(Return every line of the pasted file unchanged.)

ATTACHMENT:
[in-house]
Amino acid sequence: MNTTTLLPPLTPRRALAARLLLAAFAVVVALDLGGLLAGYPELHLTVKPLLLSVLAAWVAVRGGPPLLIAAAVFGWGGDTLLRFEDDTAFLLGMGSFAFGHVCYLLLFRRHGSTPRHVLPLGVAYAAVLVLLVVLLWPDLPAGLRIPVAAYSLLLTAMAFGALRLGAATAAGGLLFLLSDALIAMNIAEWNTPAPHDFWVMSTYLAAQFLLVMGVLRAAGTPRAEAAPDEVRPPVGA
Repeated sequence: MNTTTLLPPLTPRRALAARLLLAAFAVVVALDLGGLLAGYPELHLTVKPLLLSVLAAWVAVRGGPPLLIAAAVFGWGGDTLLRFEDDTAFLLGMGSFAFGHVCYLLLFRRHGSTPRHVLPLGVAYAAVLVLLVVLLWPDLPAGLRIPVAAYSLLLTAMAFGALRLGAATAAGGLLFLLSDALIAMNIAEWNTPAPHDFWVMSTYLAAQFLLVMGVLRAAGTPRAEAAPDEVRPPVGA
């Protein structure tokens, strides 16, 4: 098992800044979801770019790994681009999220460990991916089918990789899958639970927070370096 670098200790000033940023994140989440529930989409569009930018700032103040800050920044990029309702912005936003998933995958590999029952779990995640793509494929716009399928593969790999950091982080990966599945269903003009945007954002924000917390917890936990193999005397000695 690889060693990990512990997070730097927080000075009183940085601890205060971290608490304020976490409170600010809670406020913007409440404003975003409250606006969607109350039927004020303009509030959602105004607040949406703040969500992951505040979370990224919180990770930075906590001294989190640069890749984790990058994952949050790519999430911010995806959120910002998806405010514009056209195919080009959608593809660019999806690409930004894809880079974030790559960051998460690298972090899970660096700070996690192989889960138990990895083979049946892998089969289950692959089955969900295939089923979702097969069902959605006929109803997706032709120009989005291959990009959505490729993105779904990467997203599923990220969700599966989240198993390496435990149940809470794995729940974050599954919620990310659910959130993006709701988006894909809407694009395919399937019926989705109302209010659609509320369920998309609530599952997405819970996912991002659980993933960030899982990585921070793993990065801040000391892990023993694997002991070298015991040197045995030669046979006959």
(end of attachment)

[in-house]
Amino acid sequence: MNTTTLLPPLTPRRALAARLLLAAFAVVVALDLGGLLAGYPELHLTVKPLLLSVLAAWVAVRGGPPLLIAAAVFGWGGDTLLRFEDDTAFLLGMGSFAFGHVCYLLLFRRHGSTPRHVLPLGVAYAAVLVLLVVLLWPDLPAGLRIPVAAYSLLLTAMAFGALRLGAATAAGGLLFLLSDALIAMNIAEWNTPAPHDFWVMSTYLAAQFLLVMGVLRAAGTPRAEAAPDEVRPPVGA
Repeated sequence: MNTTTLLPPLTPRRALAARLLLAAFAVVVALDLGGLLAGYPELHLTVKPLLLSVLAAWVAVRGGPPLLIAAAVFGWGGDTLLRFEDDTAFLLGMGSFAFGHVCYLLLFRRHGSTPRHVLPLGVAYAAVLVLLVVLLWPDLPAGLRIPVAAYSLLLTAMAFGALRLGAATAAGGLLFLLSDALIAMNIAEWNTPAPHDFWVMSTYLAAQFLLVMGVLRAAGTPRAEAAPDEVRPPVGA
């Protein structure tokens, strides 16, 4: 098992800044979801770019790994681009999220460990991916089918990789899958639970927070370096 670098200790000033940023994140989440529930989409569009930018700032103040800050920044990029309702912005936003998933995958590999029952779990995640793509494929716009399928593969790999950091982080990966599945269903003009945007954002924000917390917890936990193999005397000695 690889060693990990512990997070730097927080000075009183940085601890205060971290608490304020976490409170600010809670406020913007409440404003975003409250606006969607109350039927004020303009509030959602105004607040949406703040969500992951505040979370990224919180990770930075906590001294989190640069890749984790990058994952949050790519999430911010995806959120910002998806405010514009056209195919080009959608593809660019999806690409930004894809880079974030790559960051998460690298972090899970660096700070996690192989889960138990990895083979049946892998089969289950692959089955969900295939089923979702097969069902959605006929109803997706032709120009989005291959990009959505490729993105779904990467997203599923990220969700599966989240198993390496435990149940809470794995729940974050599954919620990310659910959130993006709701988006894909809407694009395919399937019926989705109302209010659609509320369920998309609530599952997405819970996912991002659980993933960030899982990585921070793993990065801040000391892990023993694997002991070298015991040197045995030669046979006959």